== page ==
Samsung Electronics scrapped its Galaxy Note 7 smartphone, less than two months after its launch, and a day after it halted global sales of the star-crossed device, dealing a huge blow to its reputation and outlook after failing to resolve safety concerns.
The South Korean company said in a regulatory filing Tuesday that it has made a final decision to stop production of the large-screen smartphone whose exploding batteries had become a recurring global problem, and which was supposed to compete with Apple's iPhones and other high-end smartphones during the U.S. holiday shopping season, for the sake of consumer safety.
"(We) have decided to halt production and sales of the Galaxy Note 7 in order to consider our consumers' safety first and foremost," the South Korean firm said in a filing to the Seoul stock exchange.
The announcement came after consumers reported problems with supposedly safe phones in the U.S. and China, and wireless carriers such as AT&T Inc. and Australia’s Telstra Corp. halted sales. In one case, a Southwest Airlines Co. flight from Louisville, Kentucky, was evacuated because a replacement Note 7 began dispersing smoke and burned carpet flooring.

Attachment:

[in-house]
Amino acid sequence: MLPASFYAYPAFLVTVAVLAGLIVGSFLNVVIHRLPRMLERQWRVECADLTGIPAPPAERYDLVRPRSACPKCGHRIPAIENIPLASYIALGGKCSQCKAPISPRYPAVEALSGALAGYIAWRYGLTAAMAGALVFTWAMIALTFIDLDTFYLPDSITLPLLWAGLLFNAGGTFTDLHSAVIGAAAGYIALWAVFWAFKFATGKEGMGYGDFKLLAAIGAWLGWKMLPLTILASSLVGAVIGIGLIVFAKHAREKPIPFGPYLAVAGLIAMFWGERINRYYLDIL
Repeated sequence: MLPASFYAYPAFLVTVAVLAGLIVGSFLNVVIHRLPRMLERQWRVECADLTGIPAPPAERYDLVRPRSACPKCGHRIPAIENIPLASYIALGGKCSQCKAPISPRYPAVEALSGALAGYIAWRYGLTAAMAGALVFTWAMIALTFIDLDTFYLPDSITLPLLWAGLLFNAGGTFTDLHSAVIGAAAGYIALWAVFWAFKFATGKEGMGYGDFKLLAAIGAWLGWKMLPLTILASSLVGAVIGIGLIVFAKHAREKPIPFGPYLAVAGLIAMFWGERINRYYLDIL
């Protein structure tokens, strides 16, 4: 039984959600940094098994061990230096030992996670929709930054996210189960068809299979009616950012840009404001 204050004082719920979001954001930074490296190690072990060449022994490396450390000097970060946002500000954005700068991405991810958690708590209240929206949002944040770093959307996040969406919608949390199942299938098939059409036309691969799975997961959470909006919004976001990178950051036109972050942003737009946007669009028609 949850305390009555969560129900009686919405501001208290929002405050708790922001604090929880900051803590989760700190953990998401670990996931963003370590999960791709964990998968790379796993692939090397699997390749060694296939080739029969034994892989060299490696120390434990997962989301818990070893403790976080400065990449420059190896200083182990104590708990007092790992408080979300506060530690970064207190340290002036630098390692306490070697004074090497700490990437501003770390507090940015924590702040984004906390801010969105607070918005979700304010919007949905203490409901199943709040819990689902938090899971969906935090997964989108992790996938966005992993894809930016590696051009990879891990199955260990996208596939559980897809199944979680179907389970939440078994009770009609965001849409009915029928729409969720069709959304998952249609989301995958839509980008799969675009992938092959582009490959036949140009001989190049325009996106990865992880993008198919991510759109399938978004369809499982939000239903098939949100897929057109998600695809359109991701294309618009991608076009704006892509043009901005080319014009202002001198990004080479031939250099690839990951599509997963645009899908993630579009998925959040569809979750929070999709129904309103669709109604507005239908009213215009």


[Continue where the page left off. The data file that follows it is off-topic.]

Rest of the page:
South Korean media reported Monday that Samsung's factories stopped making the fire-prone phones but Samsung insisted it was making production adjustments to improve inspections and quality control.
Samsung has been struggling to regain consumer trust after a first round of recalls. The company stopped selling the device after finding that even the supposedly safer replacements it was providing for recalled Note 7 phones were catching fire. “Samsung needs to act swiftly and move on to protect their brand image,” said Mark Newman, an analyst with Sanford C. Bernstein in Hong Kong.
Samsung shares had fallen 9% Tuesday, wiping out almost $20 billion of market value, as the Samsung supply-chain get whacked. According to Bloomberg calculations, Samsung Electronics’ and its partmakers’ operating profit could fall by 1.5t-2t won ($1.3b-$1.8b) after the halt on Note 7 sales. Samsung may lose 1.1t-1.3t in operating profit, while Note 7 issue will have a “significant” impact on markets as Samsung and its supply chain constitutes about a third of South Korea’s market cap.
As Bloomberg adds, the company originally introduced the Note 7 in August and then recalled the initial shipment of 2.5 million phones after a spate of battery fires. It is now investigating incidents with replacement devices that it had thought were safe. Meanwhile, all of the above is great news for Apple, which has seen at least one key competing product drop out of the holiday market.